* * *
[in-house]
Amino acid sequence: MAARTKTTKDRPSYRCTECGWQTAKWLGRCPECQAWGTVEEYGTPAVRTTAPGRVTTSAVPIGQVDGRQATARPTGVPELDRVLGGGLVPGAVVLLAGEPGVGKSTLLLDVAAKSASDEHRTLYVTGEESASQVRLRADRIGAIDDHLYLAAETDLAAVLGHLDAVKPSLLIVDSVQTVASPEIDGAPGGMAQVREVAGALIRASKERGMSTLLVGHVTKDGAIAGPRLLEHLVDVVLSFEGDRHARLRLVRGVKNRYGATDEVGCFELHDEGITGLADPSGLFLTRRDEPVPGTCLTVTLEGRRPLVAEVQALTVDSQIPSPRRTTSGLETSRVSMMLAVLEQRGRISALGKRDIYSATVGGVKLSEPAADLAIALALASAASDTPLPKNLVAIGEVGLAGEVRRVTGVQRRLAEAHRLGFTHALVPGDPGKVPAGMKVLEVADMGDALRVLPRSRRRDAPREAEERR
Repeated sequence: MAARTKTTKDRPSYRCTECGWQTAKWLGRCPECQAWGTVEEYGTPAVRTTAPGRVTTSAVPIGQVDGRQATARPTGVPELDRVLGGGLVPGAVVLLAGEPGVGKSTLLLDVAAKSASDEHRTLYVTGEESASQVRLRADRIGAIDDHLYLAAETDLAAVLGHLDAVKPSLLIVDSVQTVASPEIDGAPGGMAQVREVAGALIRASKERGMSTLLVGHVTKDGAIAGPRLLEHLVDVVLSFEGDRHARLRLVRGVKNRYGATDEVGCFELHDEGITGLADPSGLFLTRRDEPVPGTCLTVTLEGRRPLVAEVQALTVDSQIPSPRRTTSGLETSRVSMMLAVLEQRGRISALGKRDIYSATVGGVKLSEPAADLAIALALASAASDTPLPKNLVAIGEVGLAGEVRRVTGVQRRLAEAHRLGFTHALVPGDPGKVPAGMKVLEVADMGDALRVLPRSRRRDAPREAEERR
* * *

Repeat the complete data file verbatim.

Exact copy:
[in-house]
Amino acid sequence: MAARTKTTKDRPSYRCTECGWQTAKWLGRCPECQAWGTVEEYGTPAVRTTAPGRVTTSAVPIGQVDGRQATARPTGVPELDRVLGGGLVPGAVVLLAGEPGVGKSTLLLDVAAKSASDEHRTLYVTGEESASQVRLRADRIGAIDDHLYLAAETDLAAVLGHLDAVKPSLLIVDSVQTVASPEIDGAPGGMAQVREVAGALIRASKERGMSTLLVGHVTKDGAIAGPRLLEHLVDVVLSFEGDRHARLRLVRGVKNRYGATDEVGCFELHDEGITGLADPSGLFLTRRDEPVPGTCLTVTLEGRRPLVAEVQALTVDSQIPSPRRTTSGLETSRVSMMLAVLEQRGRISALGKRDIYSATVGGVKLSEPAADLAIALALASAASDTPLPKNLVAIGEVGLAGEVRRVTGVQRRLAEAHRLGFTHALVPGDPGKVPAGMKVLEVADMGDALRVLPRSRRRDAPREAEERR
Repeated sequence: MAARTKTTKDRPSYRCTECGWQTAKWLGRCPECQAWGTVEEYGTPAVRTTAPGRVTTSAVPIGQVDGRQATARPTGVPELDRVLGGGLVPGAVVLLAGEPGVGKSTLLLDVAAKSASDEHRTLYVTGEESASQVRLRADRIGAIDDHLYLAAETDLAAVLGHLDAVKPSLLIVDSVQTVASPEIDGAPGGMAQVREVAGALIRASKERGMSTLLVGHVTKDGAIAGPRLLEHLVDVVLSFEGDRHARLRLVRGVKNRYGATDEVGCFELHDEGITGLADPSGLFLTRRDEPVPGTCLTVTLEGRRPLVAEVQALTVDSQIPSPRRTTSGLETSRVSMMLAVLEQRGRISALGKRDIYSATVGGVKLSEPAADLAIALALASAASDTPLPKNLVAIGEVGLAGEVRRVTGVQRRLAEAHRLGFTHALVPGDPGKVPAGMKVLEVADMGDALRVLPRSRRRDAPREAEERR